`cat` as a shell builtin

Recently i blogged about how to get a process list if you aren’t able to fork any processes . Also a process list is allways handy, i allways find cat a very usefull tool too. But as you might have noticed cat is not a shell builtin. So everytime cat is called a new process needs to be forked. In case you can’t fork processes it’s a problem, and even if you can fork them you may save resources by “creating” a shell builtin cat.
So lets do this,
open your .profile for usage with your user only or /etc/profile for global usage (You may also use your .bashrc or .zshrc instead).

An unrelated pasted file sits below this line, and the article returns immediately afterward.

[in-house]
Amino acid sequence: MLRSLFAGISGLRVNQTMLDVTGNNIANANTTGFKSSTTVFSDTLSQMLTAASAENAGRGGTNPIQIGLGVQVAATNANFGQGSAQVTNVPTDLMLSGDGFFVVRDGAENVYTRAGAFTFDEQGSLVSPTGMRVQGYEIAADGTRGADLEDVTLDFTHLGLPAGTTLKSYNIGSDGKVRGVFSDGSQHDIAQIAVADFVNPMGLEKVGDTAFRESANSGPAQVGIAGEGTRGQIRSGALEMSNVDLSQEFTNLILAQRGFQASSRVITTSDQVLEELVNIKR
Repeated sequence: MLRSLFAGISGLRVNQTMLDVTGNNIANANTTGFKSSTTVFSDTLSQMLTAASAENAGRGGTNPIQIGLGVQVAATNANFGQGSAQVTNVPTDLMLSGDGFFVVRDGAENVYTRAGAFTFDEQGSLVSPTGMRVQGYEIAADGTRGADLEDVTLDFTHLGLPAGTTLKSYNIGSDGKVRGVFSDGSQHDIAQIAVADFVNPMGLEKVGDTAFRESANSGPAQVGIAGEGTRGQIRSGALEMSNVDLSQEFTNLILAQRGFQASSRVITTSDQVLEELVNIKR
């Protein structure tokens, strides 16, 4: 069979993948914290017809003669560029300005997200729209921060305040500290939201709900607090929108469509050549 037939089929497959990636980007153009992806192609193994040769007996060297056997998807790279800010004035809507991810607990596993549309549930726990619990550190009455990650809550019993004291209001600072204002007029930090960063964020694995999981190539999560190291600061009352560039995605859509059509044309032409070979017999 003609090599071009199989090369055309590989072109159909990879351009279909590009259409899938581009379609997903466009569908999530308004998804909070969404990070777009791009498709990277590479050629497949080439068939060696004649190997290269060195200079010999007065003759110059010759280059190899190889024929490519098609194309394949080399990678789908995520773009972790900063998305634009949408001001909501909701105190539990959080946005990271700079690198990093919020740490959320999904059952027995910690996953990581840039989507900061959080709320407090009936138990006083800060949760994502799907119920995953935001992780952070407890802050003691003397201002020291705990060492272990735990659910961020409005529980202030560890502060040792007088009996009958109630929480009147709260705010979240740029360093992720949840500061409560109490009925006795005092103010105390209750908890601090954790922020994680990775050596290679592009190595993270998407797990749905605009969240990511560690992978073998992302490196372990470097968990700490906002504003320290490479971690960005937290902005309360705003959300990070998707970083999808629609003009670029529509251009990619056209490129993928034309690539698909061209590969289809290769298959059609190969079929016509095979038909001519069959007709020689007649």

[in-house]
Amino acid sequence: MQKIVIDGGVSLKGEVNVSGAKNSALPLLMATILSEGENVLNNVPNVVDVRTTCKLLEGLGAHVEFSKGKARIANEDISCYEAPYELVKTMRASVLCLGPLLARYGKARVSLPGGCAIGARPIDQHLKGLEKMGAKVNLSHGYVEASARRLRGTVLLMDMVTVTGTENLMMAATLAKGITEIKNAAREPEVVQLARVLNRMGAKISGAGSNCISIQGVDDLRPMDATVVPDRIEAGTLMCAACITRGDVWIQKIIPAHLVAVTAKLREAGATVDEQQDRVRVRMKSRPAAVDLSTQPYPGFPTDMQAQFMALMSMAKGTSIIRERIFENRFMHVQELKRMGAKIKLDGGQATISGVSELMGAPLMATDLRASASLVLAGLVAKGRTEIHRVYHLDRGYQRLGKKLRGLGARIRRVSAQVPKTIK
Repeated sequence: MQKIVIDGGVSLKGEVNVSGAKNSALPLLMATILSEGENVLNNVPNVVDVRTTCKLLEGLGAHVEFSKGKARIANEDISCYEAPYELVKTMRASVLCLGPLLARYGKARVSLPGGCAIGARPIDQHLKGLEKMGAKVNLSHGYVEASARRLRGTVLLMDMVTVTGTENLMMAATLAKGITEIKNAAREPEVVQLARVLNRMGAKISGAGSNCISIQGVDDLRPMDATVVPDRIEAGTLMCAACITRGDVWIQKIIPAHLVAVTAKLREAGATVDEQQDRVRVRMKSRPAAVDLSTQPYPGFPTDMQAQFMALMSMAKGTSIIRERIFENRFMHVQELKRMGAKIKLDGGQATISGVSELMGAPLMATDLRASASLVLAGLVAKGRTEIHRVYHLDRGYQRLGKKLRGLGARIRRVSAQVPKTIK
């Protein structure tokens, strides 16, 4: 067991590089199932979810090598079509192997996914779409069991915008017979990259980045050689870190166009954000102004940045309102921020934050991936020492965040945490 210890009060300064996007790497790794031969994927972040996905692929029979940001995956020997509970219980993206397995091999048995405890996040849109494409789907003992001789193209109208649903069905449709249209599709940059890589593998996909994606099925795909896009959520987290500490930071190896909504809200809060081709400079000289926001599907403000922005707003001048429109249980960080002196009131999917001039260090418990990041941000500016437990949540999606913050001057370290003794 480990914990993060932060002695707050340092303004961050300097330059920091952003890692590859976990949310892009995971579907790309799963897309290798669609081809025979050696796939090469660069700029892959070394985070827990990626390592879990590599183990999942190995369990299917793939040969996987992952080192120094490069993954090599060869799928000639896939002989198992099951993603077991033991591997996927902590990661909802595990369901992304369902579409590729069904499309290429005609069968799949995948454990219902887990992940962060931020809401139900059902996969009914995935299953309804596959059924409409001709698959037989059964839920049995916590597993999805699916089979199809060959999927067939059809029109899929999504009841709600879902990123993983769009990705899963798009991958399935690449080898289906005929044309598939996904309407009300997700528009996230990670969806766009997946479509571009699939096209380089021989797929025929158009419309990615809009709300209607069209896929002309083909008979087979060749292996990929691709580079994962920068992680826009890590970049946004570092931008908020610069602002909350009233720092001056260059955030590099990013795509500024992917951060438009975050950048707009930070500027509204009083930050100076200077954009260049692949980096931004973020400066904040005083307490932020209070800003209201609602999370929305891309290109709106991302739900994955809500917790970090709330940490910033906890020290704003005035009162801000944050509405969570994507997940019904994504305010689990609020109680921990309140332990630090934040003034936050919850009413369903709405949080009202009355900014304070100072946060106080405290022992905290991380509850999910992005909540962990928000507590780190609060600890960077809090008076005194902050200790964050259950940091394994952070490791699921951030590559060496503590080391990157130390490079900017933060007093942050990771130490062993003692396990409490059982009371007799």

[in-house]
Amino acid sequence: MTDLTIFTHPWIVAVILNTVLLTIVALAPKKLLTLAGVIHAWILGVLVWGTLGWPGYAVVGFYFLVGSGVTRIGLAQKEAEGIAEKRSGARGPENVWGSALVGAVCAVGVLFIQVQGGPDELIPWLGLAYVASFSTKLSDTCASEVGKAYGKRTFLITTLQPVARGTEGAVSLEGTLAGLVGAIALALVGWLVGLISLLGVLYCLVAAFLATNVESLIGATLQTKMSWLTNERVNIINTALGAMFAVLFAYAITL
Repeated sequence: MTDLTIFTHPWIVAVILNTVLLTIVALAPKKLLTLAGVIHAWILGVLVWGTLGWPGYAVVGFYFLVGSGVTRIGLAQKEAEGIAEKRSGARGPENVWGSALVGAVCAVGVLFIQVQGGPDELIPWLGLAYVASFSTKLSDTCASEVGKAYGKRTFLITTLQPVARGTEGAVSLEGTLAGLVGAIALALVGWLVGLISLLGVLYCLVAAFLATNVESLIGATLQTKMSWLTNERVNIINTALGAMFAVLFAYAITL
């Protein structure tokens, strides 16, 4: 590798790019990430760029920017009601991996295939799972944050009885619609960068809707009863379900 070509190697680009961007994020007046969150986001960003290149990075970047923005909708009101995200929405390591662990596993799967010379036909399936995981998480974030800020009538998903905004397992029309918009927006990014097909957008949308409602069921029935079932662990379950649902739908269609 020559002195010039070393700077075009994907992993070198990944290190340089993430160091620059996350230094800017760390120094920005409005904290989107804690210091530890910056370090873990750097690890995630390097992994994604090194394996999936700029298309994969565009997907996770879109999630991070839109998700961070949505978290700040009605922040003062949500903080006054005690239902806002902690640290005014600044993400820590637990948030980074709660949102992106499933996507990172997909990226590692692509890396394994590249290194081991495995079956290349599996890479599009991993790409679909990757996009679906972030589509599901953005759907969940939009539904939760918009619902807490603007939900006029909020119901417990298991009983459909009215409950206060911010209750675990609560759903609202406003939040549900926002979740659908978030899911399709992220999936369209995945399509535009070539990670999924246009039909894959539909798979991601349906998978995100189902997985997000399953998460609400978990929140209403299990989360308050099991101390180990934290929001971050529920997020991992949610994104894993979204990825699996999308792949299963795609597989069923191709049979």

Append the following lines to the file:

#pseudo bash builtin cat function
function cat { echo “$(< $1)" }

Siehe Kommentar :)

function cat {
  if [ $# -eq 1 -a "${1:0:1}" != "-" ]
    exec 3< "${1:-/dev/stdin}"
    while read -r -u3 line
      echo -E ''"${line}";
    echo -nE ''"${line}";
    exec 3<&-
     /bin/cat "$@"

Voila, if you start a new loginshell the cat should refer to a shell function and not to a binary.
(to test this simply type type cat result should be something like cat is a shell function )

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